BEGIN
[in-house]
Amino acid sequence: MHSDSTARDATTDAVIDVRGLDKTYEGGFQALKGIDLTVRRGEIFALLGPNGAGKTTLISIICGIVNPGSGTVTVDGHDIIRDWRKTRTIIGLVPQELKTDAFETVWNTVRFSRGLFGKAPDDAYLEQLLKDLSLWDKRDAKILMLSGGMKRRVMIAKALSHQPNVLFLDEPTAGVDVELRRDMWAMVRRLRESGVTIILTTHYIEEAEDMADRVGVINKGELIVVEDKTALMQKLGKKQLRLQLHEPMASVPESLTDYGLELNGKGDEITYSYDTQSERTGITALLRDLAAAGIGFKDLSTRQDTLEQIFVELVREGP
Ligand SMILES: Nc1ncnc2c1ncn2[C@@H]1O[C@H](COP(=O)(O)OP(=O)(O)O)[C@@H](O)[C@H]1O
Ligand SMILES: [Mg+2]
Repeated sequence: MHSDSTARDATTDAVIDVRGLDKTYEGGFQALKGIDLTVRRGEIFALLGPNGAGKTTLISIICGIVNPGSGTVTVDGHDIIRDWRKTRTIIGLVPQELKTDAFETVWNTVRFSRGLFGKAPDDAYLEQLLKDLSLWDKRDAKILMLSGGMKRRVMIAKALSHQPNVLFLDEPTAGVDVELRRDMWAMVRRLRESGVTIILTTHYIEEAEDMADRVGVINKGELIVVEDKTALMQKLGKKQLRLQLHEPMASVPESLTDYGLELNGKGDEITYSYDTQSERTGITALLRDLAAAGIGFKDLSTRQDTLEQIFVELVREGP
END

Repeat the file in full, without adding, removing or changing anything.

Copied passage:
[in-house]
Amino acid sequence: MHSDSTARDATTDAVIDVRGLDKTYEGGFQALKGIDLTVRRGEIFALLGPNGAGKTTLISIICGIVNPGSGTVTVDGHDIIRDWRKTRTIIGLVPQELKTDAFETVWNTVRFSRGLFGKAPDDAYLEQLLKDLSLWDKRDAKILMLSGGMKRRVMIAKALSHQPNVLFLDEPTAGVDVELRRDMWAMVRRLRESGVTIILTTHYIEEAEDMADRVGVINKGELIVVEDKTALMQKLGKKQLRLQLHEPMASVPESLTDYGLELNGKGDEITYSYDTQSERTGITALLRDLAAAGIGFKDLSTRQDTLEQIFVELVREGP
Ligand SMILES: Nc1ncnc2c1ncn2[C@@H]1O[C@H](COP(=O)(O)OP(=O)(O)O)[C@@H](O)[C@H]1O
Ligand SMILES: [Mg+2]
Repeated sequence: MHSDSTARDATTDAVIDVRGLDKTYEGGFQALKGIDLTVRRGEIFALLGPNGAGKTTLISIICGIVNPGSGTVTVDGHDIIRDWRKTRTIIGLVPQELKTDAFETVWNTVRFSRGLFGKAPDDAYLEQLLKDLSLWDKRDAKILMLSGGMKRRVMIAKALSHQPNVLFLDEPTAGVDVELRRDMWAMVRRLRESGVTIILTTHYIEEAEDMADRVGVINKGELIVVEDKTALMQKLGKKQLRLQLHEPMASVPESLTDYGLELNGKGDEITYSYDTQSERTGITALLRDLAAAGIGFKDLSTRQDTLEQIFVELVREGP